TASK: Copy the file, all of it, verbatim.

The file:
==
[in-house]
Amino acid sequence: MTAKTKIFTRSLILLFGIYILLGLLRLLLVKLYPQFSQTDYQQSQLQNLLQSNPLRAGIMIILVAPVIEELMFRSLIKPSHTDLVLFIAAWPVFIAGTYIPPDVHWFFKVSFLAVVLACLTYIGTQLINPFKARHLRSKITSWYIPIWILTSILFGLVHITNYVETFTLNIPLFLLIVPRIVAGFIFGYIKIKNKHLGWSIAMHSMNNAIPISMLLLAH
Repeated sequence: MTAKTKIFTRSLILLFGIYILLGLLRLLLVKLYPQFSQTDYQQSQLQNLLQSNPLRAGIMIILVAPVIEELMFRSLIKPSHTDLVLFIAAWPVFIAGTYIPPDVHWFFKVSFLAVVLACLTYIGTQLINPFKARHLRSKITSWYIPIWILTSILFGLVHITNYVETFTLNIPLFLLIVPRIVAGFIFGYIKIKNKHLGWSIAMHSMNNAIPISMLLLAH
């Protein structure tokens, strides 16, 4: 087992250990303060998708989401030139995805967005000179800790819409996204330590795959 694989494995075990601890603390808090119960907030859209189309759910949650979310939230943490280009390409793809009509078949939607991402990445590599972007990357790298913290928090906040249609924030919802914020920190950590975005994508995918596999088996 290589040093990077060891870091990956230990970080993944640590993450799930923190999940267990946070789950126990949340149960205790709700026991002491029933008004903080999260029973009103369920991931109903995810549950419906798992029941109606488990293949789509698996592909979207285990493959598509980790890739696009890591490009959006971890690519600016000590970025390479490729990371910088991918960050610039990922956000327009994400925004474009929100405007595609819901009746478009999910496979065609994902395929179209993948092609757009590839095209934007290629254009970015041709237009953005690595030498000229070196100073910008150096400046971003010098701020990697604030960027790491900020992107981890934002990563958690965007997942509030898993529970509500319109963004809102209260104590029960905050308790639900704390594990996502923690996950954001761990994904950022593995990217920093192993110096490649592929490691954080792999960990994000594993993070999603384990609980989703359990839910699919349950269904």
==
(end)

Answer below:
[in-house]
Amino acid sequence: MTAKTKIFTRSLILLFGIYILLGLLRLLLVKLYPQFSQTDYQQSQLQNLLQSNPLRAGIMIILVAPVIEELMFRSLIKPSHTDLVLFIAAWPVFIAGTYIPPDVHWFFKVSFLAVVLACLTYIGTQLINPFKARHLRSKITSWYIPIWILTSILFGLVHITNYVETFTLNIPLFLLIVPRIVAGFIFGYIKIKNKHLGWSIAMHSMNNAIPISMLLLAH
Repeated sequence: MTAKTKIFTRSLILLFGIYILLGLLRLLLVKLYPQFSQTDYQQSQLQNLLQSNPLRAGIMIILVAPVIEELMFRSLIKPSHTDLVLFIAAWPVFIAGTYIPPDVHWFFKVSFLAVVLACLTYIGTQLINPFKARHLRSKITSWYIPIWILTSILFGLVHITNYVETFTLNIPLFLLIVPRIVAGFIFGYIKIKNKHLGWSIAMHSMNNAIPISMLLLAH
């Protein structure tokens, strides 16, 4: 087992250990303060998708989401030139995805967005000179800790819409996204330590795959 694989494995075990601890603390808090119960907030859209189309759910949650979310939230943490280009390409793809009509078949939607991402990445590599972007990357790298913290928090906040249609924030919802914020920190950590975005994508995918596999088996 290589040093990077060891870091990956230990970080993944640590993450799930923190999940267990946070789950126990949340149960205790709700026991002491029933008004903080999260029973009103369920991931109903995810549950419906798992029941109606488990293949789509698996592909979207285990493959598509980790890739696009890591490009959006971890690519600016000590970025390479490729990371910088991918960050610039990922956000327009994400925004474009929100405007595609819901009746478009999910496979065609994902395929179209993948092609757009590839095209934007290629254009970015041709237009953005690595030498000229070196100073910008150096400046971003010098701020990697604030960027790491900020992107981890934002990563958690965007997942509030898993529970509500319109963004809102209260104590029960905050308790639900704390594990996502923690996950954001761990994904950022593995990217920093192993110096490649592929490691954080792999960990994000594993993070999603384990609980989703359990839910699919349950269904």